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Aux. Backup lights

Discussion in 'Commercial Snow Removal' started by jonw440, Oct 29, 2003.

  1. jonw440

    jonw440 Senior Member
    Messages: 139

    I know this has been asked before, but I'm looking for more opinions. I want to add more light when I backing up. My 01 Ram has the 7 pin trailer wiring so adding lights to the reverse circuit is easy. Do I want "Flood", "Driving" or "fog" lights? I heard and read about the tractor lights but I don't like the round look. I am leaning toward rectangle lights. KC makes the "517" reverse light kit but I think I want something that shoots further out. But also to the side. Any more ideas? Would cheap driving lights from Walmart do the job? Or do I have to get $$$$$ Piaa or Hella or KC?
     
  2. GLS

    GLS Senior Member
    Messages: 248

    I wouldn't use driving lights. They are more like a spot light. It goes far, but is not spread out. I would go with a flood, fog, or trapezoid pattern. They will give you a more broad area of lighting. I don't think they really need to go far.

    I just used the cheapy tractor lights. Cheap and easy to replace. They also have rectangular ones.

    I wouldn't want to pay too much for a pair, especially if they are mounted below the bumper. They can break off easily.
     
  3. kawdude

    kawdude Senior Member
    Messages: 105

    i use cheapie driving lights on my truck but a word of caution, if ya put them under the bumper you will eventually back into a snowbank and break em off.

    Mount them in your stakepocket in one of those stake pocket tie downs then ya can rip it off when ya want it gone, no holes.

    Also if you use driving lights they are quite bright so ya might want to shut them off when backing into a street or on a street.

    I use KC daylighters when i'm plowing forward and driving lights when backing, constantly switching between.
     
  4. GLS

    GLS Senior Member
    Messages: 248

    Forgot to attatch the pic.

    I wanted to mount it higher, but the dumper kinda gets in the way. I'm sure they will break off in no time, but i've got a spare. Also, the housing is made of rubber, so it's somewhat flexible.

    One more thing, I decided to put them on a switch instead of tapping into the reverse wire. This way, if I am unloading something, I can turn them on when not in reverse.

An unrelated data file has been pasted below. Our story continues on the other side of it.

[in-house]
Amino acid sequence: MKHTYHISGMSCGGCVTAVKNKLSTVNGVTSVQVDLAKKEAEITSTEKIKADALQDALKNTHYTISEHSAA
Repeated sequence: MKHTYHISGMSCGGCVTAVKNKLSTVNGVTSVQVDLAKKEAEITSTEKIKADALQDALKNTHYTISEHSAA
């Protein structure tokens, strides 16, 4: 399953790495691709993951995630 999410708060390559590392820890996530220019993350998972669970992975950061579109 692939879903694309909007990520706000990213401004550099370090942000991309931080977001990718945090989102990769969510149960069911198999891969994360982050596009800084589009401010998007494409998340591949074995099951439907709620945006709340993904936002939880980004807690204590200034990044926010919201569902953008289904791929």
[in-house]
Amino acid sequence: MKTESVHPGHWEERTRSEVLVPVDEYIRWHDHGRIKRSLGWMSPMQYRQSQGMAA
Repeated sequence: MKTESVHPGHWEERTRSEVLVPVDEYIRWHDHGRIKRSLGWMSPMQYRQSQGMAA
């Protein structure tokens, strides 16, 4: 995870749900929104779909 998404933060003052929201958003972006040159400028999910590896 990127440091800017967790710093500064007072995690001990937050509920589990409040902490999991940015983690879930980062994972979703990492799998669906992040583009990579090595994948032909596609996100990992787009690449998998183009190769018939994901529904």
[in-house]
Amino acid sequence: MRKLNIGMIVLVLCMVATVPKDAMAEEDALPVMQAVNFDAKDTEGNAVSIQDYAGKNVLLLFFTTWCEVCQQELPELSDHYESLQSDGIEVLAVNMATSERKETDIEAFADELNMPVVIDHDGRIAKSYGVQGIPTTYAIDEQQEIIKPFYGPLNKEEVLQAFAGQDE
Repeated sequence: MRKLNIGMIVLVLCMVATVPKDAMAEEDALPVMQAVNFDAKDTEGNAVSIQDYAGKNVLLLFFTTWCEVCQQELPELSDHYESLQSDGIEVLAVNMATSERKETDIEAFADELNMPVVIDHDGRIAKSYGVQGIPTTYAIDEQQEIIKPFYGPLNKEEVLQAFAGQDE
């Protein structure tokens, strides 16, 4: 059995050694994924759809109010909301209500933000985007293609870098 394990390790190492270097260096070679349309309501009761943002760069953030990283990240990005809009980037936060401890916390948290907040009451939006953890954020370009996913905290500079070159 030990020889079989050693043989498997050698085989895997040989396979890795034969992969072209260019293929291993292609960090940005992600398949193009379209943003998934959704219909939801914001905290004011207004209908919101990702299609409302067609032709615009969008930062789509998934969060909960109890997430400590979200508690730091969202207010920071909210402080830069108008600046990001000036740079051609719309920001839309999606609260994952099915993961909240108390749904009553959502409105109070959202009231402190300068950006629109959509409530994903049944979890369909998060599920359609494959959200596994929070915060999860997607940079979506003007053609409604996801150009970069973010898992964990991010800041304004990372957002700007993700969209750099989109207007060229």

lights.jpg
     
  5. cntryboymc

    cntryboymc Member
    Messages: 53

    nice truck as i said before ryan!i was considering a light bar rack for my truck mounted behind the cab.this would include my flashing light and i was thinking about putting flood lights facing toward the rear also on it.has anyone seen a set up like this available commercially?i would prefer an aluminum one.
     
  6. JohnnyU

    JohnnyU 2000 Club Member
    Messages: 2,040

    I have a similar setup Cntry- But mine is made of steel. I also used the rubber tractor ligths.

    rear10-15.jpg
     
  7. jbutch83

    jbutch83 Senior Member
    Messages: 227

    I have the White Knight back up lights, that mount on your rear hitch. I know that they are not cheap, but they look great, and work great at night. I wired mine to a switch in the cab, so I can turn them on and off whenever I want to. I have not had a problem with breakage on them, finally cracked a lense after a year hooking up to my trailer.

    John
     
  8. PreFabber

    PreFabber Member
    from SE PA
    Messages: 36

    If you do decide to tap into your reverse lights. If you go with halogen lights, they will blow your fuse. This can be remedied by putting a bigger fuse in, but the wiring for those lights are not designed for that kind of load. Personally i would run a whole new line with a separate switch and fuse. That's what i did with my truck that is very similar to yours. Sorry, i don't have any pics. If you do go with this solution, make sure you use a heavy enough gauge wire to sustain the load of halogens. I used halogens, and love them for the mini salt spreader on the back too.
     
  9. EZSnow

    EZSnow Senior Member
    Messages: 205

    here's my idea...